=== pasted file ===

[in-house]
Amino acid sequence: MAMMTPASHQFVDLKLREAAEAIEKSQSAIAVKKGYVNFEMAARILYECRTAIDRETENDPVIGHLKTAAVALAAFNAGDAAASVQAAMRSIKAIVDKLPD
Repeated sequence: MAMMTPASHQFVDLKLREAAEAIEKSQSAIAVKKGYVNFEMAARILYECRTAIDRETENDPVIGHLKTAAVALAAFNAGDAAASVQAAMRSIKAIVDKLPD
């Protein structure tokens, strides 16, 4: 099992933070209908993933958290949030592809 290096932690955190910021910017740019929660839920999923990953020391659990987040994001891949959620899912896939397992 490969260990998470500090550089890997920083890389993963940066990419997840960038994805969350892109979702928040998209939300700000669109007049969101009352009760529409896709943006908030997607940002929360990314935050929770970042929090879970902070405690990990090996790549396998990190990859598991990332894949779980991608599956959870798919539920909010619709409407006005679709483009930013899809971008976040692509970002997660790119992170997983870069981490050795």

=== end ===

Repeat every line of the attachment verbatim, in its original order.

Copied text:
[in-house]
Amino acid sequence: MAMMTPASHQFVDLKLREAAEAIEKSQSAIAVKKGYVNFEMAARILYECRTAIDRETENDPVIGHLKTAAVALAAFNAGDAAASVQAAMRSIKAIVDKLPD
Repeated sequence: MAMMTPASHQFVDLKLREAAEAIEKSQSAIAVKKGYVNFEMAARILYECRTAIDRETENDPVIGHLKTAAVALAAFNAGDAAASVQAAMRSIKAIVDKLPD
């Protein structure tokens, strides 16, 4: 099992933070209908993933958290949030592809 290096932690955190910021910017740019929660839920999923990953020391659990987040994001891949959620899912896939397992 490969260990998470500090550089890997920083890389993963940066990419997840960038994805969350892109979702928040998209939300700000669109007049969101009352009760529409896709943006908030997607940002929360990314935050929770970042929090879970902070405690990990090996790549396998990190990859598991990332894949779980991608599956959870798919539920909010619709409407006005679709483009930013899809971008976040692509970002997660790119992170997983870069981490050795």